Images of stone, glass, paper etc..... (NEW)

The billhook has been recorded in many ways: primitive carvings found on stones in northern Italy; door lintels of the houses of winegrowers in Alsace; boundary stones in Germany; stained glass windows in cathedrals; in illuminated manuscripts of the Middle Ages and in paintings and engravings.


All serve to illustrate the shapes of billhooks used in various countries...

A sketch of the 'Ripani dei Pennati' at Monte Gabberi, Camaiore, Lucca in north west Italy, showing a variety of shapes of 'pennati & roncole'.

Another 'rocce dei pennati' from Tuscany in northern Italy

A 'kosir' from a wine producing area of Croatia carved into a village boundary stone.

Another Croation 'kosir' carved into the lintel of the door to a winegrower's house.

A carved stone lintel from the dooway into a winegrower's house in Alsace, dated 1793

A stone gatepost from Alsace, dated 1789, with a small 'serpette' and the proprietor's initials in a cartouche below the broken bell pull.

Funereal stele of a Roman blacksmith and edge tool maker, showing some of the tools made hanging over his head.

Another Roman stele - showing an axe, an adze and other tools as well as a small pruning billhook....

A Gallo-Romain statue of a 'vigneron' holding a billhook in his left hand, found in the Sarthe region of France.

A medieval carving from Parma in Italy

Part of a gravestone of a 'taillandier-forgeron' (edge tool maker and blacksmith) from Château du Loir in France.

A carved cartouche from the gravestone of 'weinbauer' (wine-grower) Hans Wegner Iacob 1616 in the town of Karsruhe-Durlach in south Germany, close to French Alsace. As well as the 'rebmesser' (pruning hook) there are two ploughshares (not to scale).

The combination of a pruning hook and ploughshare seen on the gravestone above is also common on 'wappen' (coats of arms) of winegrowing areas, as on this one from Kippenheim in southern Germany (also on the border with Alsace). 

Vignerons (winegrowers) from one of the many 13th century stained glass windows in Chartres catherdal in France that show images of the pruning billhook ('serpette à taille')

"Vuillafans - la fabrication des paniers à rémonter la terre" by René Perrot - 1943. Vuillafins in the Doubs department of France was a centre for basket making. French artist Perrot René (1912 to 1979) made many sketches of traditional craftspersons. Behind the 'vannier' (basketmaker) is a small 'serpette' used to trim the 'brins' or osiers. Soil that was washed down the slopes of the vineyards by the rain had to be carried by hand back to the top of the slope, and placed around the base of the vines. The basket maker is making the baskets in which the soil is carried.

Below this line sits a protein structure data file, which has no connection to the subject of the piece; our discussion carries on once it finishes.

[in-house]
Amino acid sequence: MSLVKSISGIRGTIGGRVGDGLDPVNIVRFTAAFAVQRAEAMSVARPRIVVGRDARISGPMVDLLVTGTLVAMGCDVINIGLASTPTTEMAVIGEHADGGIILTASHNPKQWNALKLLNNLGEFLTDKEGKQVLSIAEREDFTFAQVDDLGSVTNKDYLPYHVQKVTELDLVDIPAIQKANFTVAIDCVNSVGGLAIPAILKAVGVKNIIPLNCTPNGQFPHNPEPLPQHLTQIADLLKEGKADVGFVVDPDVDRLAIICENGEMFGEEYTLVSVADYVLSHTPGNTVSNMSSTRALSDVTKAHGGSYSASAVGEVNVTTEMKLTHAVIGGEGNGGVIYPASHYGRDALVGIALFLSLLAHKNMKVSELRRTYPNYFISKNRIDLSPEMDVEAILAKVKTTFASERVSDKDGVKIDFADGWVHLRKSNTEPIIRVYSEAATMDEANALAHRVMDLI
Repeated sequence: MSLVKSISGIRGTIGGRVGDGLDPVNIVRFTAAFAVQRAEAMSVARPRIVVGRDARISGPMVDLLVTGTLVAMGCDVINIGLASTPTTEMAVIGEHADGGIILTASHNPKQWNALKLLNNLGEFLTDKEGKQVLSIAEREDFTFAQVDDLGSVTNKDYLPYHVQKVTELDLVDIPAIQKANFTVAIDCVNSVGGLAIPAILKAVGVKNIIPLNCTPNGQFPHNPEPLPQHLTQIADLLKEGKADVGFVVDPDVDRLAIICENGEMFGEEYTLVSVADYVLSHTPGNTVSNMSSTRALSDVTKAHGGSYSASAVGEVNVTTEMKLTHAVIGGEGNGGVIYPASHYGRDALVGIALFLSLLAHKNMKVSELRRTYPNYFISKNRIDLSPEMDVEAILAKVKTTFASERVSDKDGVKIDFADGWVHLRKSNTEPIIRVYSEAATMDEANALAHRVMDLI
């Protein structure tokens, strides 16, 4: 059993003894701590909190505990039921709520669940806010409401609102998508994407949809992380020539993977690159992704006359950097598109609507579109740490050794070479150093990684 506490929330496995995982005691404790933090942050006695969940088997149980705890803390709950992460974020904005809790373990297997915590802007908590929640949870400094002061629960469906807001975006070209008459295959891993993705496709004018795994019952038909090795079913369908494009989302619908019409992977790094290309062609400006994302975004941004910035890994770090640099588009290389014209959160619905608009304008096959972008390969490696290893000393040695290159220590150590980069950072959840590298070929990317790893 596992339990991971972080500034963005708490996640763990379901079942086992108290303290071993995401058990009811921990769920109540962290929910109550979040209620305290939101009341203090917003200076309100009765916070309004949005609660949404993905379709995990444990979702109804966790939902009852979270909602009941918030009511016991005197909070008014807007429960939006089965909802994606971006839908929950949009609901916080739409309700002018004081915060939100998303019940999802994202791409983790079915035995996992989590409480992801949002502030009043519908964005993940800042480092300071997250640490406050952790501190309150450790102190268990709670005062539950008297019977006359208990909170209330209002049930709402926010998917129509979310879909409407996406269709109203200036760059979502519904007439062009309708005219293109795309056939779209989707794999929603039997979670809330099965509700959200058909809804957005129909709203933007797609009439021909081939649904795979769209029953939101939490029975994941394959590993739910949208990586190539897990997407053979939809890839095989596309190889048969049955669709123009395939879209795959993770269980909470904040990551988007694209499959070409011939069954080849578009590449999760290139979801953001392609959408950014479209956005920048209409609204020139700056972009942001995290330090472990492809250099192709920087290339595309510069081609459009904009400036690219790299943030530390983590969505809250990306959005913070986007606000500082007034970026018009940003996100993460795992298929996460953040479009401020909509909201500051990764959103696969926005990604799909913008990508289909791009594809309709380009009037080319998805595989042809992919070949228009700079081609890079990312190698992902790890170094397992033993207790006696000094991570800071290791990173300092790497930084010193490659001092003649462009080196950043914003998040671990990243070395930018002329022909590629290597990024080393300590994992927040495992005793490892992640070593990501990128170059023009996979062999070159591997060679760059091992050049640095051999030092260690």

Another sketch by Perrot - 1943, showing some of the wooden tools used in the workshop of basket maker Xavier Parguet. Carved into the sides of the handles of boxwood are some of the 'serpettes' he would have used. Many of Parguet's tools are works of art in themselves.

Another drawing by Perrot - 'Bûcherons partant à la coupe' - 1943. Note the 'serpes' tucked into the belts of the woodcutters. Perrot was born in Cuse, a small village in Doubs. During WW2, from 1942 onwards he toured France on behalf of the Musée des Arts et Traditions Populaires, producing over 500 sketches and water-colours.

'Bûcheron à Saint-Cyr-sous-Dourdan', a sketch of  a woodcutter - c 1842 by André Jordan (died 1908), with his 'serpe à bûcheron' stuck into the top of the saw-horse.

"The hedger in a country churchyard" c 1935-1940 - a print by the artist and engraver Stanley Anderson CBE RE (1884 to 1966) . Bristol born Anderson is probably best known for his 20 year series of detailed engravings of Oxfordshire and Buckinghamshire craftsmen and women that he started in 1933 after he bought a cottage and moved to Towersey, near Thame in Oxfordshire. Note the billhook used to partially cut through the saplings in the hedge, and the thick leather glove worn on the left hand to protect from the thorns found on quickthorn and hawthorn.

This worm-eaten wooden statue of a 'colporteur' is in the Musée de la Rennaissance at Ecoeun (north of Paris), although missing his right hand and his backpack, he still has his 'serpette' tucked into his belt under his left arm. A coleporter, or peddler (also pedlar), carried goods (and news) from village to village using mules or, in very mountainous regions where there were only footpaths, on his back. His billhook would have been used to make shelters or cut firewood for the night - maybe even to defend himself with.